Maturation: Once a Child, No More in To Killing a Mockingbird by Harper Lee

Maturation: Once a Child, No More in To Killing a Mockingbird by Harper Lee

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A five year old is the epitome of innocence and naiveté. But as time progresses, this fragility is lost and children must learn gradually cope with the outside world and mature via gaining new experiences that grant them wisdom and knowledge. Three characters, Jem, Scout, and Dill in the novel, To Kill a Mockingbird by Harper Lee living during the Depression-era in Maycomb County, deal with the harsh reality of Maycomb’s racism and prejudice while maturing through gaining knowledge, experience, and courage. The kids grow up learning many lessons from Atticus or from their own experiences. In her depiction of Jem, Scout, and Dill, Lee reveals their maturation from being the children they are to having a thorough understanding of their society and the people within it.
Jem’s maturity is shown through his understanding of true courage and Boo’s true personality. A few months after that, she dies and Atticus explains about the reason he makes Jem read: “[Mrs. Dubose] had her own views about things, a lot different from mine…I wanted you to see something about her—I wanted you to see what real courage is, instead of getting the idea that courage is a man with a gun in his hand. It’s when you know you’re licked before you begin but you begin anyway and you see it through no matter what. You rarely win, but sometimes you do. Mrs. Dubose won, all ninety-eight pounds of her. According to her views, she died beholden to nothing and nobody. She was the bravest person I ever knew” (Lee 149). Atticus says that he makes Jem read to her because he wants to understand what real courage is. Mrs. Dubose is morphine addict, but she forces herself to quit even though she knows she was going to die. Without Jem’s knowledge, Mrs. Dubose has been using...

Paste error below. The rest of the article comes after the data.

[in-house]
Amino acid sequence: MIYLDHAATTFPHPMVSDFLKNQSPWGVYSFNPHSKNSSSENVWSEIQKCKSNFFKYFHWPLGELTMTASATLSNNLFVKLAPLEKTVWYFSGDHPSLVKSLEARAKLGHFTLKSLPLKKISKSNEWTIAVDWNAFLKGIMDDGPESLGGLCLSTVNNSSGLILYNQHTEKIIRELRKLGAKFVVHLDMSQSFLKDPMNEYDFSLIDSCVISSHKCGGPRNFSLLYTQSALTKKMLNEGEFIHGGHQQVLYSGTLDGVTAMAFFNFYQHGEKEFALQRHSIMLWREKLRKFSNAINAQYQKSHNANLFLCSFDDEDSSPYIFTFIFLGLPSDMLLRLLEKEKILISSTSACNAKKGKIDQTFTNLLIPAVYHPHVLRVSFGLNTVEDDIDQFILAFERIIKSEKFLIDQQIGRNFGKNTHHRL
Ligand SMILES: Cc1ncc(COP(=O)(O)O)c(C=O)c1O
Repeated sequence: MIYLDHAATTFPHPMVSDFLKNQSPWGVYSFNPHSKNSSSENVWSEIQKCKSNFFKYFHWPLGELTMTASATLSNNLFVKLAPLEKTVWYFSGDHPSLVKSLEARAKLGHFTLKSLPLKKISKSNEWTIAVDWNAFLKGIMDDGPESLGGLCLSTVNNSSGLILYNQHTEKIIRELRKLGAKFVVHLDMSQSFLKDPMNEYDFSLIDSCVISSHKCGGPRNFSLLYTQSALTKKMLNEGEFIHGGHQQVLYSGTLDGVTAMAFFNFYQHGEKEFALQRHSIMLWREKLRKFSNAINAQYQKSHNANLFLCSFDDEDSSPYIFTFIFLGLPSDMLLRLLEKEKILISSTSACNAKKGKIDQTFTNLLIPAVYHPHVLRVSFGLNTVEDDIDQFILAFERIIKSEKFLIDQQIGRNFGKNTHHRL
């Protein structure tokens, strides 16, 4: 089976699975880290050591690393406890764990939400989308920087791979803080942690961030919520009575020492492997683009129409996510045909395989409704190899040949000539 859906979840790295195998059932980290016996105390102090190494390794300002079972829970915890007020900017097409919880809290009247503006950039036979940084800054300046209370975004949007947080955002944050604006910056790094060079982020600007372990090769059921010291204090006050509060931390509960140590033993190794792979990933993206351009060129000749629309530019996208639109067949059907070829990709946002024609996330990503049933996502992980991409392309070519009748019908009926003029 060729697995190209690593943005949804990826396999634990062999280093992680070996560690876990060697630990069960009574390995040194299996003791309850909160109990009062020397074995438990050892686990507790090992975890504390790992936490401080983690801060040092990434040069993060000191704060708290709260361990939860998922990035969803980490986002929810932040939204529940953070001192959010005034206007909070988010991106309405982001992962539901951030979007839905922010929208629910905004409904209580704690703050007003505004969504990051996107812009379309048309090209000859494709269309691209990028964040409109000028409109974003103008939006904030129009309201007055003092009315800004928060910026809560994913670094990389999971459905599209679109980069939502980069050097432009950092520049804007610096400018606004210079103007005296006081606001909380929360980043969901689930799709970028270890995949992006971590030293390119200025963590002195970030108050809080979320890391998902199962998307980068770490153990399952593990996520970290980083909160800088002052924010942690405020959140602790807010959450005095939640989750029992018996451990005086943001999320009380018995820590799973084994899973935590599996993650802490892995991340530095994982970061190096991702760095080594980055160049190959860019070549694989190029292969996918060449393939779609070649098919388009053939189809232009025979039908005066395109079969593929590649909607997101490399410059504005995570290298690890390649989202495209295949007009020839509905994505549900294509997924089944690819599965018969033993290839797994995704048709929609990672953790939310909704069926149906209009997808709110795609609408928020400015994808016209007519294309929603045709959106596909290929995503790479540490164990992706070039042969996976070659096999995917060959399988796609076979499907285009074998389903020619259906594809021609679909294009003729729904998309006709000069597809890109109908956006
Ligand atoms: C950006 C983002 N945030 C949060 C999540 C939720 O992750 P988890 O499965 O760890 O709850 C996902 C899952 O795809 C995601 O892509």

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... Gilmer are analogous and his life’s inauspicious ending unless he stops prevaricating.
Through the three children in the story’s development, the author realistically portrays the coming of age in a world distraught with prejudice and racism. The three characters start out the start as naïve, ingenuous children, but grow up to be smart and mature by the end of the novel. Jem learns about true courage and who Boo Radley really is, a person completely contrary to his original misconceptions. Scout learns about the complacence with which a person can ignore injustices and that people are not always what the populace holds them to be. Dill learns that prevarication can lead into a very inauspicious life that can cost a human being’s life. As the characters grow up, they obtain new knowledge, learn new lessons, or understand the different aspects of life and society.

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